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Small school district with unique distance learning methods wrapping up school year

Green Mountain School District is the smallest school district in southwest Washington. It found its size created challenges and opportunities for teaching.

CLARK COUNTY, Wash. — If you drive far enough on the Lewis River Highway in Clark County, you'll eventually come to a small school established in 1932. Green Mountain School is the smallest district around, with about 160 students, kindergarten through 8th grade, and one teacher for every grade.

Things have changed, but not that much. Distance learning through the COVID-19 crisis looks a little different here, than in larger districts.

"We knew that internet was not going to be reliable so we film videos every week," said 2nd grade teacher Nicole McClennen, who is in her first year teaching at the school she attended as a kid.

Teachers make a lot of videos covering all the subjects.  Because the internet is unreliable in the area, the lessons go on USB drives.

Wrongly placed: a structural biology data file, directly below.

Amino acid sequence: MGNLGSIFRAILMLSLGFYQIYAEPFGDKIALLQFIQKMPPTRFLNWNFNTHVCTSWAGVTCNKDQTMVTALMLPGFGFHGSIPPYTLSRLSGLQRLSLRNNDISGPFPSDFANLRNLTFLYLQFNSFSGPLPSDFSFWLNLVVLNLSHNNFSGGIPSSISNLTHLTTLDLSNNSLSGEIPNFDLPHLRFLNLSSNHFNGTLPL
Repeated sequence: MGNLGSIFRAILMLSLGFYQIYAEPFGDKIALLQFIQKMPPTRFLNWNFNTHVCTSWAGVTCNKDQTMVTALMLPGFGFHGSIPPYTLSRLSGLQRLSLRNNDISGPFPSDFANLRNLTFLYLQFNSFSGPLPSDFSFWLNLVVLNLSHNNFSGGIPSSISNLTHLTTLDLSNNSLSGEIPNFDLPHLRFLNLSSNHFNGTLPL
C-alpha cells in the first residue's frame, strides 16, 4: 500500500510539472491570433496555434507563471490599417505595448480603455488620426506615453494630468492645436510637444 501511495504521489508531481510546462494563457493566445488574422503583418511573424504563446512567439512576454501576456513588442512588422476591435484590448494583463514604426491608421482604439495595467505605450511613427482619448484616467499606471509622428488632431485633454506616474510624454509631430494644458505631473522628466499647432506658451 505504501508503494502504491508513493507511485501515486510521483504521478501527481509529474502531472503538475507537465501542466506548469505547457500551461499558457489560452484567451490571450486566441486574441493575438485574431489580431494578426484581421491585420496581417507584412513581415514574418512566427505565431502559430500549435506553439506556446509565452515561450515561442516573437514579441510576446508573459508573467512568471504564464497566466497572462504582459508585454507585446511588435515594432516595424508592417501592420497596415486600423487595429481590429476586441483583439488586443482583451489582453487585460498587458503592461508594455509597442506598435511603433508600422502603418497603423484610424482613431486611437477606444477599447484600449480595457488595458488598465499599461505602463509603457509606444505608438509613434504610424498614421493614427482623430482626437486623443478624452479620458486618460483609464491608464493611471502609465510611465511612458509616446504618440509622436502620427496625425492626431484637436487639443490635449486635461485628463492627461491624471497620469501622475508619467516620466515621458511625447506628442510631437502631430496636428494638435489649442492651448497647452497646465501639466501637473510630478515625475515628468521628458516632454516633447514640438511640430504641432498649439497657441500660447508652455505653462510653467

"It's lower tech but it's actually worked better for our families, where I'm hearing a lot of families are struggling with bandwidth," said Tyson Vogeler, who is both the superintendent of the district and school principal.  

Credit: Green Mountain School District

Teachers also make lots of calls to students and parents to check in.  And the school puts together packets that go out each Friday. Inside are the USB drives, and paper lesson sheets.  Also, some kids write notes to their friends, that accompany the learning materials. Fifth-grader Bradley Atchley has written several of them.

"I was talking about how I miss them and can wait to see them next year, or sooner," said Atchley.

Parents and students have been picking up packets every Friday at the school gymnasium. Those who can't get there have them delivered. School staff has also been delivering lunches every school day to families who need them. 

And in some cases, teachers have been going to their students' homes, white board in hand. They go to teach lessons outside, with social distancing in mind, for students who need extra help.

It's been a lot of effort for a small district, to manage distance learning in the times of COVID.  And as the Green Mountain school year winds down this week, teachers like Nicole McClennen are pleased with what everyone's accomplished, but also looking forward to getting back to normal some day.

"My kids are pretty cool, they send me postcards and write me letters and I write them back, and talking to them on the phone is pretty nice.  But I really really miss seeing them in the classroom every day it's definitely harder than what it used to be."